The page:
Flappy Bird AI Project in Python

This project focussed on creating the infamous game “Flappy Bird” and then using Artificial Intelligence to learn and improve to beat the game!

The code below runs through all the classes, and functions defined to create the successful program.

This program imports multiple modules and packages such as pygame, neat, os and more, but essentially Pygame builds on the Flappy Bird game and NEAT is the evolutionary algorithm that creates the artificial neural networks in order to beat the game.

Overview of Neural networks

Neural networks, as a brief overview, come in layers. The input layer consists of the information that is fed into our network. In this case, for every single bird, there are 3 neurons: we input the position of the bird, and the distance from the bird to the top and bottom of the upcoming pipe. The output layer consists of 1 neuron which is simply whether the bird jumps or does not jump. There are also hidden layers within the network which are the secret ingredient to the success of the network (they find the complex patterns which give us the intended output).

Coding Neural Network — Forward Propagation and Backpropagtion | by Imad  Dabbura | Towards Data Science
Simple diagram of a neural network

Overview (in context)

In order to do this, we have weights on the connections between neurons which represents how weak or strong the connection is. We are using a feed-forward neural network (connections between neurons do not form a cycle – information only travels forwards). Therefore, with each of these weights on the connections, we calculate a weighted sum which is where you take each weight and multiply it by its corresponding input value. Next, we add a bias to this weighted sum, which is required to tweak the sum into the correct position.

Finally, we use an activation function which is what evaluates our model and decides on the next course of action. In our case, we use a F = tanH activation function (which is a hyperbolic tangent function). As shown in the graph below, this function gives us an output between -1 and 1, which means we can evaluate our output neuron. If the activation function returns a value of greater than 0.5 then we make the bird jump, else it does not jump. As simple as that!

tikz pgf - plotting the graph of hyperbolic tangent - TeX - LaTeX Stack  Exchange
F=tanH activation function graph

NEAT Overview

You may be wondering what NEAT is and how it works?

NEAT: An evolutionary algorithm

NEAT stands for NeuroEvolution of Augmenting Technologies and ultimately, it is an algorithm that gradually learns and picks up patterns to progress through the game. After a few iterations, the algorithm exponentially develops, until it is unbeatable (for a simple game like Flappy Bird, this can be very fast…)

NEAT is inspired on natural selection (Charles Darwin’s theory of natural evolution), which reflects how the fittest individuals are selected for reproduction to produce offspring of the next generation. Similarly, in our version of flappy bird, NEAT initialises the algorithm with a large population of birds, and assigns a neural network to each bird (known as a genome). NEAT allows this population, from the first generation, to attempt the game, and next it assesses and evaluates which genome performed best in the population.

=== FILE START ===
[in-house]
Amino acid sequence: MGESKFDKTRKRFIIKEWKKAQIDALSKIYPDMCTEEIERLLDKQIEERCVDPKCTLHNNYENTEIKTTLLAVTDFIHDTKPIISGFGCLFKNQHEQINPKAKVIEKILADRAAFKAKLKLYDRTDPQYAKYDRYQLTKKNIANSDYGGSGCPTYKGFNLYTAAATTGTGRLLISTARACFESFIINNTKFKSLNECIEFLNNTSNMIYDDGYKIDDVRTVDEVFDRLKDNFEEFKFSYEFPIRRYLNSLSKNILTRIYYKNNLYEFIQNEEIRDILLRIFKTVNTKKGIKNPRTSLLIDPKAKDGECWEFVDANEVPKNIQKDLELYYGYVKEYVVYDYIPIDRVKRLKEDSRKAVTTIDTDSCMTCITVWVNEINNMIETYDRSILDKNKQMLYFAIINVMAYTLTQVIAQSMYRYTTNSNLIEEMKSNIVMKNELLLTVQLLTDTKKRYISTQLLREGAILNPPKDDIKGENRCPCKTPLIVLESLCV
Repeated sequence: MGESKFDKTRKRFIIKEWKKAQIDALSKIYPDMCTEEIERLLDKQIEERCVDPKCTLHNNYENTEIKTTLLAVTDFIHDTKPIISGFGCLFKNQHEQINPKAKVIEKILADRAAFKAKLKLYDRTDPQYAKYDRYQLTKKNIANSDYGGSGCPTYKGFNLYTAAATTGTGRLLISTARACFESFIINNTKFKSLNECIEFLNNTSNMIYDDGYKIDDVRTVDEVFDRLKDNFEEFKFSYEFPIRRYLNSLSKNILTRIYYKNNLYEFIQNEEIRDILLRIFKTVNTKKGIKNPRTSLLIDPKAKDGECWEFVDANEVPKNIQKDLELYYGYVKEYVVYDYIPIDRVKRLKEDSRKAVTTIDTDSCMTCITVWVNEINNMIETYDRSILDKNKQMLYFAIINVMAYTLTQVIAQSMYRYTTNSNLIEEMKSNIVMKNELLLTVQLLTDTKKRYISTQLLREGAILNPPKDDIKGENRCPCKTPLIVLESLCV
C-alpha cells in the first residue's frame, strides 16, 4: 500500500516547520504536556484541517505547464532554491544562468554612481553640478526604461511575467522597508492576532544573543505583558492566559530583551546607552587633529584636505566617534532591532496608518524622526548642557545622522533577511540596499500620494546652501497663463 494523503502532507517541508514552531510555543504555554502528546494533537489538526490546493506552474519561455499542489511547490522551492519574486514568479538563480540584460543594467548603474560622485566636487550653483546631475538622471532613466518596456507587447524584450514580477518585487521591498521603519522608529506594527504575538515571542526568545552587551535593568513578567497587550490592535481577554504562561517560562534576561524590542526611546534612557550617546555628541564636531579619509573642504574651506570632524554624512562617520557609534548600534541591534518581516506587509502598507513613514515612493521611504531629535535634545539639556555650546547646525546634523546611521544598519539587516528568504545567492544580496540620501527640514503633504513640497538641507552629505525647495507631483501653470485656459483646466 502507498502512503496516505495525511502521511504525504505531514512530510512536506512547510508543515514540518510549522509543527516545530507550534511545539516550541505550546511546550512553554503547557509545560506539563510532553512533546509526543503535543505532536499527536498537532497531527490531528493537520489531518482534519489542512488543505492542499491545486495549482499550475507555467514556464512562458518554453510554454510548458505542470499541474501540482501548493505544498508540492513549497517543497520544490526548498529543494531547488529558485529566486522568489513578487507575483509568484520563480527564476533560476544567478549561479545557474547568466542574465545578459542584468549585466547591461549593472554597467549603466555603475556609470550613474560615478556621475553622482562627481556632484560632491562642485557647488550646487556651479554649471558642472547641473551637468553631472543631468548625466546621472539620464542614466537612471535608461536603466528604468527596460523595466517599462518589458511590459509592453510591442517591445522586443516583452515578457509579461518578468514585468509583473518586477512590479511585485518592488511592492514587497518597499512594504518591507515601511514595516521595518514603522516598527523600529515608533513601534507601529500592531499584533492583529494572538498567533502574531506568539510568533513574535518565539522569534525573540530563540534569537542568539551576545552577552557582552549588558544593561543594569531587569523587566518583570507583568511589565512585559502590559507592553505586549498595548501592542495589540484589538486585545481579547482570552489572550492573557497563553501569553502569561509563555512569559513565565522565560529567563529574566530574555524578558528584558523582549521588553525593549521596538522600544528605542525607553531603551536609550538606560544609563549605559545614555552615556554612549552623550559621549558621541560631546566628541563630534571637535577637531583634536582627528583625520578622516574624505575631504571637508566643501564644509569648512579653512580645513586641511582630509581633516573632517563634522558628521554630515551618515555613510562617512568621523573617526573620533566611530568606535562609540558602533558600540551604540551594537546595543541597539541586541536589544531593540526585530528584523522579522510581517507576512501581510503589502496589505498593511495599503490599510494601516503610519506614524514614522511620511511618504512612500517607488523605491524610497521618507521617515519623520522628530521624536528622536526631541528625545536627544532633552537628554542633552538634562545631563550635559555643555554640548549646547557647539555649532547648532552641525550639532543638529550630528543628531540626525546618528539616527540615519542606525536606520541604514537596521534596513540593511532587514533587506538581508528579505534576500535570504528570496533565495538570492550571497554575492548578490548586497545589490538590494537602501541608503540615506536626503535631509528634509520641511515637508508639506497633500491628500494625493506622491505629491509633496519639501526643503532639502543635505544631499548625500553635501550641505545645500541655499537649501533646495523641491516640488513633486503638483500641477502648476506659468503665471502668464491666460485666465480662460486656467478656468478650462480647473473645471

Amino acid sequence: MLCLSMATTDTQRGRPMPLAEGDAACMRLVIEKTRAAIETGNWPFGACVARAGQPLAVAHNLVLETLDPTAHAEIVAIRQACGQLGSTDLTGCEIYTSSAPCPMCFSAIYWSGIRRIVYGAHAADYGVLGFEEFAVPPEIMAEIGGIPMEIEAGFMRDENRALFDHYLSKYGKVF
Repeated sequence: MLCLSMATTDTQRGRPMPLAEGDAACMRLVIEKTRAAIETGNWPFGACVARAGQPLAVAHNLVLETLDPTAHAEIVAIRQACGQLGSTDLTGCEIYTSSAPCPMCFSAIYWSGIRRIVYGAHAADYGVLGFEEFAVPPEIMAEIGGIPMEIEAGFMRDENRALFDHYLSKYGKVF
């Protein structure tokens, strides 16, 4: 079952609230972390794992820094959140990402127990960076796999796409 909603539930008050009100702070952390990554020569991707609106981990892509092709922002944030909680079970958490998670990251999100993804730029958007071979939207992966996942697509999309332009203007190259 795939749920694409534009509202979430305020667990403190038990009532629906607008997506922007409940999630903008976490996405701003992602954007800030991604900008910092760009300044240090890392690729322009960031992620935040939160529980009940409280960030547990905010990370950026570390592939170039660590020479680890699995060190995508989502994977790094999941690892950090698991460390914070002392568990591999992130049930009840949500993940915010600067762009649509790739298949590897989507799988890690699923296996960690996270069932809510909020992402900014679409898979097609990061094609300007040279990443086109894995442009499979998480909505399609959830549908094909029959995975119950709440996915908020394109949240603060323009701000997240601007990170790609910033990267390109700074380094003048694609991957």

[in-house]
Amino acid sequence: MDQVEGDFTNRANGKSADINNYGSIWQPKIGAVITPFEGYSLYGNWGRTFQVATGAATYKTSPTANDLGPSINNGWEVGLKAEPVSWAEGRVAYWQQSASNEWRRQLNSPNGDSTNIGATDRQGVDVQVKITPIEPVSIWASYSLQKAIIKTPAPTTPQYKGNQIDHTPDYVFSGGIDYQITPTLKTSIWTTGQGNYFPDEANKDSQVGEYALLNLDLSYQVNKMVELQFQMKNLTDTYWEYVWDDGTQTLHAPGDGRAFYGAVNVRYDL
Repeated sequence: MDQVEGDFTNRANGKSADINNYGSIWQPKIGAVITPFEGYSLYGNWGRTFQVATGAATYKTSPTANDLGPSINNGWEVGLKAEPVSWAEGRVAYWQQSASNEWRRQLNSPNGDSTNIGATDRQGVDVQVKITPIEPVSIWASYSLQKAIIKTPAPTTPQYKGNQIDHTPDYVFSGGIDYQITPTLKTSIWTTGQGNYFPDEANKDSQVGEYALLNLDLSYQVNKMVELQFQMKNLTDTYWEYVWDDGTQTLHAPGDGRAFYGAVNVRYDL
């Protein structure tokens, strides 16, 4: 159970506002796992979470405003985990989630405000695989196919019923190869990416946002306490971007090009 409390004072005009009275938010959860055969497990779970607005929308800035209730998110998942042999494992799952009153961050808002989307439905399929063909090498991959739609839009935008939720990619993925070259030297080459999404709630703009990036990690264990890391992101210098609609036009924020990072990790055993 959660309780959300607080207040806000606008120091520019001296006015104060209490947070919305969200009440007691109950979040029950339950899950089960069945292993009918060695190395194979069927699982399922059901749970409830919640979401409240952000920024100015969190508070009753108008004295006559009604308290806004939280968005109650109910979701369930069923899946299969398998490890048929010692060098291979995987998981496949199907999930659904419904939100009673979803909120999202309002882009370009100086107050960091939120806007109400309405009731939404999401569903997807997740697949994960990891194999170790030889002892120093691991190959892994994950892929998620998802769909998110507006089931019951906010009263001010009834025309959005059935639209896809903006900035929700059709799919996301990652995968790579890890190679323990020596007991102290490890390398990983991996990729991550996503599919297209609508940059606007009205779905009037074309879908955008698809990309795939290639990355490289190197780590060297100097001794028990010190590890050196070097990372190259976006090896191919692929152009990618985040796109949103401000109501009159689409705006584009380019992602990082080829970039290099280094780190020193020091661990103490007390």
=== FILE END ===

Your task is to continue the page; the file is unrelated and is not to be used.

These select-few genomes (birds) are allowed to breed and mutate, and thus they create a brand-new population, which will perform better than the previous generation since they are the offspring from the top-performing birds. (see flowchart below)

A vital part of this entire program is the fitness function which is a way of evaluating how good the birds within a population. If this “scoring” of the birds does not make sense, then the entire Artificial Intelligence process will fail, since it cannot learn from its mistakes. Even more so, the process of “survival of the fittest” will fail, since we will not be able to know which are the “fittest” birds out of the population.

Our fitness function is simple: whichever bird is able to travel the greatest distance within their population gets the greatest fitness score. This is because the NEAT algorithm will assign a random neural network to every bird, and will try different combinations of the weights and add new neurons. The best neural network for the Flappy Bird game will result in the greatest fittest score.

Results & Testing Stages

The NEAT algorithm found this game very easy. Even with a relatively small initial population size of 100, the algorithm created every single possible neural network which meant that out of the 100 initial birds, 2 birds ended up beating the game in the first generation! This is remarkable. (See video below)

Therefore, I tested the algorithm’s effectiveness with a lower population size. Having now reduced the population size to only 20, the effect of neural evolution truly came into play. The algorithm was unable to create an unbeaten bird until the 8th generation, which is a significant increase from the previous population size. (see video below)

I have also added a statistics section while running the program to see how the model is performing. For example, the information given is age, fitness score, generation number, run time etc.

The Code

Please see below for the code. There is a Generation counter in the top left, and a Score counter in the top right (whenever it passes a pipe successfully).

There are comments at each of the key pieces of code to help you understand the purpose of that line. (please note: this project was run locally on the PC, and all modules and packages as well as other images and files were downloaded on the laptop.)

Thank you for reading, and please leave any comments or questions below!


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